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Paying homage: The New Mexico Ballet Company celebrates 40 years

Suzanne M. Johnston, founder of the New Mexico Ballet Company, is shown as a young dancer.
Suzanne M. Johnston, founder of the New Mexico Ballet Company, is shown as a young dancer.
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The New Mexico Ballet Company is recognizing its past, tipping its hat to the present and acknowledging its future.

That translates to the contents of paired concerts this weekend at Rodey Theatre.

The company is paying tribute to its founder Suzanne M. Johnston. It is celebrating its 40th anniversary. And it is giving a peek into the kind of work it wants to present.

The first half of the concert program pays homage to Johnston with the staging of three ballets she choreographed.

One is “Une Classe Mal Gardee.” It’s a piece danced by 12 young girls, ages 8 to 13, one male ballet master and his assistant.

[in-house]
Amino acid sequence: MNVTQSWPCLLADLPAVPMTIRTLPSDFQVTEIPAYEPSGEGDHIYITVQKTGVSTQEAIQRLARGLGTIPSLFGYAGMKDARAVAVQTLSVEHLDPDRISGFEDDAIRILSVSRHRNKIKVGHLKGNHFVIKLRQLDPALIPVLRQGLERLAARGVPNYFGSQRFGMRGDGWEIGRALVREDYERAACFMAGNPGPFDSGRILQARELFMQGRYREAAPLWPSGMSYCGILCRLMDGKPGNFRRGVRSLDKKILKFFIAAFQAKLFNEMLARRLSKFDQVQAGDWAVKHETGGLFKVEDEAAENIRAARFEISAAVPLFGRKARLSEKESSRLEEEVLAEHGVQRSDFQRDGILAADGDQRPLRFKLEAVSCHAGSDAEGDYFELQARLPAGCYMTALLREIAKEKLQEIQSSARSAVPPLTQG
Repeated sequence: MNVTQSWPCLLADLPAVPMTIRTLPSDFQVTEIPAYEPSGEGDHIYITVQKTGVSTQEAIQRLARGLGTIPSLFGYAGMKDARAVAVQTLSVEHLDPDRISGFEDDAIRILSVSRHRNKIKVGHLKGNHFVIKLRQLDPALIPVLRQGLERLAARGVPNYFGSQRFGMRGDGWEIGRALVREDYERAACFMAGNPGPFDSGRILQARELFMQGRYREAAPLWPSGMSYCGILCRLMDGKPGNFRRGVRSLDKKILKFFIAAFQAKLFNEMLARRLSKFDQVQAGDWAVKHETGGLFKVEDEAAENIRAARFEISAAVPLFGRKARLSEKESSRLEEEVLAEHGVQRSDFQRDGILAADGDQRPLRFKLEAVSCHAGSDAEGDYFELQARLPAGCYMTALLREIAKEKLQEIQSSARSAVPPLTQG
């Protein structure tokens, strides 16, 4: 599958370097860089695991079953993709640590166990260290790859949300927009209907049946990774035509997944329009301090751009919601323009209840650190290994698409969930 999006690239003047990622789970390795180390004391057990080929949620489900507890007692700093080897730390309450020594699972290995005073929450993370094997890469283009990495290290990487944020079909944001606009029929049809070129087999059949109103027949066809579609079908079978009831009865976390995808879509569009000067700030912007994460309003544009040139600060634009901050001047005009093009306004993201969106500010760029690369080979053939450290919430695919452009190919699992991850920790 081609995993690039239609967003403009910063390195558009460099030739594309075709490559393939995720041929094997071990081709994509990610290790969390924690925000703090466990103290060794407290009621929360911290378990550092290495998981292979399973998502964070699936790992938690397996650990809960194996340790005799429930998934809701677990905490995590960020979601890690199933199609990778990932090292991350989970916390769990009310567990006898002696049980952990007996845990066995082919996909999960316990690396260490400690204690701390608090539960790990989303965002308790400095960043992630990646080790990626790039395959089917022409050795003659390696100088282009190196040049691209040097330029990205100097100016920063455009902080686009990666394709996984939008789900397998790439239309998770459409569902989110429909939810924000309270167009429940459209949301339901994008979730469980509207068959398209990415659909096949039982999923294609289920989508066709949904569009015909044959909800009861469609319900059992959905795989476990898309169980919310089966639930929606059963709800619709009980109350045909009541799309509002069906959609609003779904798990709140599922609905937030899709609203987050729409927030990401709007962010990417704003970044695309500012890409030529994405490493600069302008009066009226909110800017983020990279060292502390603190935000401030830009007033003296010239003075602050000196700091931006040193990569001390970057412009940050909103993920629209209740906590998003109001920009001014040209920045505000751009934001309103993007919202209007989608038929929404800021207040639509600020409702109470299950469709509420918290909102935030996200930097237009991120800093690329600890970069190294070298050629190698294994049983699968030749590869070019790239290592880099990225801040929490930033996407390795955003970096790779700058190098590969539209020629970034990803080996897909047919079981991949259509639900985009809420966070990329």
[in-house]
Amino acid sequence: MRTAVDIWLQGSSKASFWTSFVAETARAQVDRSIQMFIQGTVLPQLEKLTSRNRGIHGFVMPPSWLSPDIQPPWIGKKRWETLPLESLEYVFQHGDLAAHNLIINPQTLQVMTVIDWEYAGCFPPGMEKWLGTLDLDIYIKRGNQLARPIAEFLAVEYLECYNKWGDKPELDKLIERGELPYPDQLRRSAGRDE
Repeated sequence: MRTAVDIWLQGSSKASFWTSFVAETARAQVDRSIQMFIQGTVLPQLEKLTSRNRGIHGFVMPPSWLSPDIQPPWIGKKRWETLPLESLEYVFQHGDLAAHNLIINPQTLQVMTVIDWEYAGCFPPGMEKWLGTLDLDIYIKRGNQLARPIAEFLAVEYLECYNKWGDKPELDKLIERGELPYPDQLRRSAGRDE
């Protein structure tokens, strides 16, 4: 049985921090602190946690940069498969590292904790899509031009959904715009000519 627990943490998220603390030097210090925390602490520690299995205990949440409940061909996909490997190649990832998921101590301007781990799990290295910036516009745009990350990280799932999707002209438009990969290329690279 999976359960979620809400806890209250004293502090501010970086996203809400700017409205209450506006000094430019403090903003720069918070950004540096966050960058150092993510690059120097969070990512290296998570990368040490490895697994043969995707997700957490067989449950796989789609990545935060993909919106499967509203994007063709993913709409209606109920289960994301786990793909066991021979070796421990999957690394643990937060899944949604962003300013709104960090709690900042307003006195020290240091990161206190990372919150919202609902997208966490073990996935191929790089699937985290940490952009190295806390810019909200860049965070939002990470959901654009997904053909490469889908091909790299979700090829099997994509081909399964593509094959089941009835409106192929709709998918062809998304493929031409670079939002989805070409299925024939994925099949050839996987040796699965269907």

“It’s classical ballet for young dancers. It’s a sweet and cute piece,” said Jolie Sutton-Simballa, the company’s artistic director.

A second Johnston-choreographed ballet is “Gershwin,” which Sutton-Simballa said does a great job of bringing American music and tastes with classical ballet.

“It’s an enjoyable, all-American, fun-loving piece,” she said.

The third Johnston work is “Rhapsody” with music by Sergei Rachmaninoff.

It presents 12 soloists plus 10 corps de ballet in a neoclassical piece that’s been in the company’s repertoire.

“The last time that Suzanne herself set it was about 20 years ago,” Sutton-Simballa said.

Another work in the first half of the program includes excerpts from Marius Petipa’s “Paquita.”

Sutton-Simballa said she included it because when she was little she saw it performed by the New Mexico Ballet Company.

“The way Suzanne had set it then was very grand,” she said. “I thought it was beautiful.”

Also in the first half is “a surprise” that Sutton-Simballa choreographed as a tribute to Johnston.

The second half looks toward the company’s future.

It includes the “Baseball” section of Peter Pucci’s “Pucci: Sport” and the world premiere of two works.

One premiere is Philip Neal’s “Four by 4,” a contemporary work made for four of the ballet company’s principal dancers and the other is Bailey Moon’s “Dream a Little Dream,” with music performed by Ella Fitzgerald and Louis Armstrong.

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